London: Britain’s future monarch will travel without a passport and drive without a licence, own all of England’s mute swans and possibly maintain the custom of celebrating his birthday twice a year. Here is a collection of interesting facts about Britain’s next king.
No driver’s license or passport;
King Charles III will go abroad without a passport since, unlike other members of the royal family, the document will be issued in his name. Each document will now include the following preamble: “In Her Majesty’s Name, Her Britannic Majesty’s Secretary of State requests and demands of all whom he may concern to allow the bearer free passage without hindrance and to grant bearer such assistance and protection as needed.” For the same reason, the King will be the only person in Britain who can drive without a licence.
Charles’s mother, Queen Elizabeth II, had two birthdays: her actual birthday on April 21, which took place in private, and an official public celebration on the second Tuesday in June, when the weather is best for open-air parades. air. Charles’ birthday is November 14, the first day of winter, so he will most likely celebrate a “formal birthday” in a warmer month.
Trooping the Color is a public event that dates back over 250 years and features more than 1,400 soldiers, 200 horses and 400 musicians in a spectacle of military precision. The Royal Air Force closes the ceremony with a fly-over as members of the Royal Family watch from the balcony at Buckingham Palace in central London.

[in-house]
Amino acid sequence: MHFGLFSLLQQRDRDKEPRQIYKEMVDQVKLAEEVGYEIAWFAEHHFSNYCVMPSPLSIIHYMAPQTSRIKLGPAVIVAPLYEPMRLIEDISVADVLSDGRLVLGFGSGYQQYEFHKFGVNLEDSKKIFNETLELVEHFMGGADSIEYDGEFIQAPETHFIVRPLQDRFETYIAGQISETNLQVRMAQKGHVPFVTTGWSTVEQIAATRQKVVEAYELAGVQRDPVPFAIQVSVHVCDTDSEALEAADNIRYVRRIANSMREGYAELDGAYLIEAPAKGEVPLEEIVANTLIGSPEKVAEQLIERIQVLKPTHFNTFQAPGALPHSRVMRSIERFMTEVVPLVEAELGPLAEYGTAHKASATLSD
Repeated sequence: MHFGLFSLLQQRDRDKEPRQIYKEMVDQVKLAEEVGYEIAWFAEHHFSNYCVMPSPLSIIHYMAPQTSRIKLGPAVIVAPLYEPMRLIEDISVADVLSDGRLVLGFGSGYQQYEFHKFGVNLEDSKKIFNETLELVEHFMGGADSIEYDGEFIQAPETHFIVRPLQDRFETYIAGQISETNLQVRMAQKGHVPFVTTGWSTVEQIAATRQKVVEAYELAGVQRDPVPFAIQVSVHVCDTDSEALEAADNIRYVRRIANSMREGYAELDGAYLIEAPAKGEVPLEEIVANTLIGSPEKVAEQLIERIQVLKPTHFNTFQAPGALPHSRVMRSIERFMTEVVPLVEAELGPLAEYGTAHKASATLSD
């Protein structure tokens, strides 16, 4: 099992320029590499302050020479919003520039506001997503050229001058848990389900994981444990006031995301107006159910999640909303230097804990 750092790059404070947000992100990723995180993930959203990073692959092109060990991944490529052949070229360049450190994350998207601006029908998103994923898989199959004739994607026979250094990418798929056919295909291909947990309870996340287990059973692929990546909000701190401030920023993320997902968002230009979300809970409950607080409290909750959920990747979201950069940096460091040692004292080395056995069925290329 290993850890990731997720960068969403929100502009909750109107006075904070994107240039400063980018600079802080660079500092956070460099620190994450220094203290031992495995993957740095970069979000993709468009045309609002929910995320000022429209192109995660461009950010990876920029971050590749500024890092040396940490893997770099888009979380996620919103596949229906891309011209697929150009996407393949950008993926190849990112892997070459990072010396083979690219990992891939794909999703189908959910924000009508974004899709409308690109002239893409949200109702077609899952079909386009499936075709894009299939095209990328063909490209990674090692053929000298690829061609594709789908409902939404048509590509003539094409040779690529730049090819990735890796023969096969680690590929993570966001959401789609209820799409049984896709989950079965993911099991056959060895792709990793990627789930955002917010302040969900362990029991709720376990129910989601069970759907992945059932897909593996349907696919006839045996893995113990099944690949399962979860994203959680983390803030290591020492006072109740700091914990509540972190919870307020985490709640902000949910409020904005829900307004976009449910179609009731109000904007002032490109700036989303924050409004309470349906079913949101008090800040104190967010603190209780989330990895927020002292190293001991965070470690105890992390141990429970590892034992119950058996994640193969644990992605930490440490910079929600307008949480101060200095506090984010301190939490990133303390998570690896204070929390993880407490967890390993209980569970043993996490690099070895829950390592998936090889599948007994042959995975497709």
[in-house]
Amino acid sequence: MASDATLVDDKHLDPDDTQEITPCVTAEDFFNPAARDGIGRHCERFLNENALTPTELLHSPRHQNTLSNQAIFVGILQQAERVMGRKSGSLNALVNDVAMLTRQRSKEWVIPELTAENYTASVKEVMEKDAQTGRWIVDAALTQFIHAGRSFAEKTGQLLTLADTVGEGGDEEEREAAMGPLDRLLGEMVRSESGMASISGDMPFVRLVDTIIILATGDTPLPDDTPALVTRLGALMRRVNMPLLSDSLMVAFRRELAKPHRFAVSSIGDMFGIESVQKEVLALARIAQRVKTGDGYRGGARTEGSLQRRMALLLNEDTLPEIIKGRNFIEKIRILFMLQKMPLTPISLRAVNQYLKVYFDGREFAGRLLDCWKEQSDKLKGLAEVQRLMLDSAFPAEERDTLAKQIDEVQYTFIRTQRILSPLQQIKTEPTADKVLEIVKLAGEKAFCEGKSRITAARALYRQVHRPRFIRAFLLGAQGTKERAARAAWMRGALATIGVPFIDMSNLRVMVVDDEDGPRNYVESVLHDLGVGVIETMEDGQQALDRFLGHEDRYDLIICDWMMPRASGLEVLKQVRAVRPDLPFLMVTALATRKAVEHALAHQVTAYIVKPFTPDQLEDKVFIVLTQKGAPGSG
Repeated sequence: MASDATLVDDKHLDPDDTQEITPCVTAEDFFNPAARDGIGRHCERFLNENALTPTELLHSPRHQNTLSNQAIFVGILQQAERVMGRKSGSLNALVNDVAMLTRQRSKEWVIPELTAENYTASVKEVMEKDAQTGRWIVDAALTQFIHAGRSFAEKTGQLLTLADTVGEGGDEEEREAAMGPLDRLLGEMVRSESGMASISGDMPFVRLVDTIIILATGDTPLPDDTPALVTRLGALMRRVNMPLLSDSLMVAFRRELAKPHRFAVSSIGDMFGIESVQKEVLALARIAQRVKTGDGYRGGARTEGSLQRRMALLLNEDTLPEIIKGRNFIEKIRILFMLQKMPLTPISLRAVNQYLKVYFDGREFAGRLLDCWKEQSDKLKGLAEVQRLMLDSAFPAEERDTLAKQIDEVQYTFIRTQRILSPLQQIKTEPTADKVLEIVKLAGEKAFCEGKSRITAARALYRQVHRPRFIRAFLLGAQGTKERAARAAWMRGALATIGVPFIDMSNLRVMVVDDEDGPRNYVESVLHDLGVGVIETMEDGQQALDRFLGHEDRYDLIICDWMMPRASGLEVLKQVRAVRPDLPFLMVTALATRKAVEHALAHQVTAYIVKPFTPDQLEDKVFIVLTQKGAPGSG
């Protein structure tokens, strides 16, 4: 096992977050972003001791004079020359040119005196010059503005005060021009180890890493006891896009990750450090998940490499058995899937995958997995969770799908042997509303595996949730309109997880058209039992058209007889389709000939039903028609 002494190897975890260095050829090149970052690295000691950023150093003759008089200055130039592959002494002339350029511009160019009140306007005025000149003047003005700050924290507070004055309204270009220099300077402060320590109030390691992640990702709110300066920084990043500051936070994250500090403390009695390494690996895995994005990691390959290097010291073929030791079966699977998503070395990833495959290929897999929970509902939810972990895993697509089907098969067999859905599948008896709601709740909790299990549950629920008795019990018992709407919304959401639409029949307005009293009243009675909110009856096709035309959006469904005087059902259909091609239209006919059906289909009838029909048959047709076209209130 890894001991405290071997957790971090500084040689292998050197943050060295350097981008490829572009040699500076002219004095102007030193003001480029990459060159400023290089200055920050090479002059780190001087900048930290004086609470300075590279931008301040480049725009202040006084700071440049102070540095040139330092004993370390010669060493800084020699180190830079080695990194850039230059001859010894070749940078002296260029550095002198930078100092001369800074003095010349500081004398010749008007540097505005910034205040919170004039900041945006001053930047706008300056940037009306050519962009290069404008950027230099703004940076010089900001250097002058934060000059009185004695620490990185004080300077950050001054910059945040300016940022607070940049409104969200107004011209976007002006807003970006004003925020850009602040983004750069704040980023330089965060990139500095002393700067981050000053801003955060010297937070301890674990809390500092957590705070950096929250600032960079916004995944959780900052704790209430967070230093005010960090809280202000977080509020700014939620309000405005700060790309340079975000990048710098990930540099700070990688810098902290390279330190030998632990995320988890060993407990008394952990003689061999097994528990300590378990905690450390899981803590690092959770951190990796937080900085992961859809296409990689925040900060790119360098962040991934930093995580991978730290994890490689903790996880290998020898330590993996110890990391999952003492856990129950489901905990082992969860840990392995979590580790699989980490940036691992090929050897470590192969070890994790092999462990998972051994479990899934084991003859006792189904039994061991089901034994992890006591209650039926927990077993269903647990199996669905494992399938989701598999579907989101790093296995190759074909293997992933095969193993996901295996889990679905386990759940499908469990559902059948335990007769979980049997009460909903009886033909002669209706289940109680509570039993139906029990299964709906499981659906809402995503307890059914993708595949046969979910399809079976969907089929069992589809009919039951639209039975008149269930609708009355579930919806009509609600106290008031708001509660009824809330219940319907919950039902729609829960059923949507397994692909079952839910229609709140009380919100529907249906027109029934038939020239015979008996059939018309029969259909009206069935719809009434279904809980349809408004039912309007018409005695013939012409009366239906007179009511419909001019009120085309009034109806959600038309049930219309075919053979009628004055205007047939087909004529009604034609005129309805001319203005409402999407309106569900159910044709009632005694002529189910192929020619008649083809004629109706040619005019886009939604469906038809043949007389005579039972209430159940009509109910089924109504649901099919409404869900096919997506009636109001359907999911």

There is no vote;
The British monarch does not vote and is not eligible to stand for election. As head of state, he must maintain absolute neutrality in political matters. They participate in the official start of legislative sessions, approve parliament legislation and meet with the Prime Minister on a weekly basis.
Sturgeons, swans and dolphins;
The British king does not just rule the people. Unmarked mute swans in open waterways across England and Wales have been considered the property of the monarch since the 12th century. Every year, royal rights are exercised over portions of the Thames where swans are counted in a ritual that has now evolved into a conservation strategy. Sturgeons, dolphins and whales in British seas are also subject to the royal prerogative.
Every ten years, Britain selects a Poet Laureate to write poetry for the King. The honorary position comes with a butt of sherry (720 bottles). The custom dates back to the 17th century. Carol Ann Duffy was the first woman to be named Poet Laureate when she was selected in 2009. She wrote poetry for Prince William’s wedding in 2011, the 60th anniversary of Queen Elizabeth II’s coronation in 2013 and the wedding of Prince Harry in 2018.
The Royal Warrant;
The warrant is a wonderful honor and sales boost for merchants who frequently serve the king with goods and services. Companies that have obtained the mandate are allowed to use the royal coat of arms on their products. Companies with royal warrants include supermarkets Burberry, Cadbury, Jaguar Cars, Land Rover, Samsung and Waitrose.